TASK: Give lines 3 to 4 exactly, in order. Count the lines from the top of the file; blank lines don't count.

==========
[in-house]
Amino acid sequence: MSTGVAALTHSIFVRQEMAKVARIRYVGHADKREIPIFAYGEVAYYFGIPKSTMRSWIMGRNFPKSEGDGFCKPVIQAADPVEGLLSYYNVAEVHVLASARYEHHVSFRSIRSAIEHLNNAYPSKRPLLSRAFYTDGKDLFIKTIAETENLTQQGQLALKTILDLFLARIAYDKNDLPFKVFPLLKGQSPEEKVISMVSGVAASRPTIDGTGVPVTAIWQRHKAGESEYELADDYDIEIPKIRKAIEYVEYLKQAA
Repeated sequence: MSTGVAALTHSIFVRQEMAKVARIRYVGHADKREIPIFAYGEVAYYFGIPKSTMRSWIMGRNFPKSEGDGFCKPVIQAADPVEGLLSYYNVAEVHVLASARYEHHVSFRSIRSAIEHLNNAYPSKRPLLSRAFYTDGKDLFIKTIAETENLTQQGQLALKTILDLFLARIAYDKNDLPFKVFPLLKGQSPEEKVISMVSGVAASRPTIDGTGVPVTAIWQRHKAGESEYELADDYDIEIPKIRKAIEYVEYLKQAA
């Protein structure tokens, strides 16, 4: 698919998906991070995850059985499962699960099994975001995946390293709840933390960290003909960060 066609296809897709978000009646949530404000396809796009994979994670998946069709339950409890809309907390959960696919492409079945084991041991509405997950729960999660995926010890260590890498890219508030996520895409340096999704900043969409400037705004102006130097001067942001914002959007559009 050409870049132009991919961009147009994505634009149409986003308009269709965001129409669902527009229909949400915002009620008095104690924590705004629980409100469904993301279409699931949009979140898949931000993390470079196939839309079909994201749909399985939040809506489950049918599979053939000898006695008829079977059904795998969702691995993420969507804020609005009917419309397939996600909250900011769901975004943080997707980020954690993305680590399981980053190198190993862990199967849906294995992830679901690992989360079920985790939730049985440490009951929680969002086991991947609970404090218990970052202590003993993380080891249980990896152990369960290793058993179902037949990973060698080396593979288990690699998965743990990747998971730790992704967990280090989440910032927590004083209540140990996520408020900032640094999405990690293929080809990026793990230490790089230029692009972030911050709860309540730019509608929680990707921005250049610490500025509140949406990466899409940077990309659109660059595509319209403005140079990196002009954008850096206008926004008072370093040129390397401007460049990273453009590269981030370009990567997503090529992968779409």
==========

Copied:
Repeated sequence: MSTGVAALTHSIFVRQEMAKVARIRYVGHADKREIPIFAYGEVAYYFGIPKSTMRSWIMGRNFPKSEGDGFCKPVIQAADPVEGLLSYYNVAEVHVLASARYEHHVSFRSIRSAIEHLNNAYPSKRPLLSRAFYTDGKDLFIKTIAETENLTQQGQLALKTILDLFLARIAYDKNDLPFKVFPLLKGQSPEEKVISMVSGVAASRPTIDGTGVPVTAIWQRHKAGESEYELADDYDIEIPKIRKAIEYVEYLKQAA
């Protein structure tokens, strides 16, 4: 698919998906991070995850059985499962699960099994975001995946390293709840933390960290003909960060 066609296809897709978000009646949530404000396809796009994979994670998946069709339950409890809309907390959960696919492409079945084991041991509405997950729960999660995926010890260590890498890219508030996520895409340096999704900043969409400037705004102006130097001067942001914002959007559009 050409870049132009991919961009147009994505634009149409986003308009269709965001129409669902527009229909949400915002009620008095104690924590705004629980409100469904993301279409699931949009979140898949931000993390470079196939839309079909994201749909399985939040809506489950049918599979053939000898006695008829079977059904795998969702691995993420969507804020609005009917419309397939996600909250900011769901975004943080997707980020954690993305680590399981980053190198190993862990199967849906294995992830679901690992989360079920985790939730049985440490009951929680969002086991991947609970404090218990970052202590003993993380080891249980990896152990369960290793058993179902037949990973060698080396593979288990690699998965743990990747998971730790992704967990280090989440910032927590004083209540140990996520408020900032640094999405990690293929080809990026793990230490790089230029692009972030911050709860309540730019509608929680990707921005250049610490500025509140949406990466899409940077990309659109660059595509319209403005140079990196002009954008850096206008926004008072370093040129390397401007460049990273453009590269981030370009990567997503090529992968779409």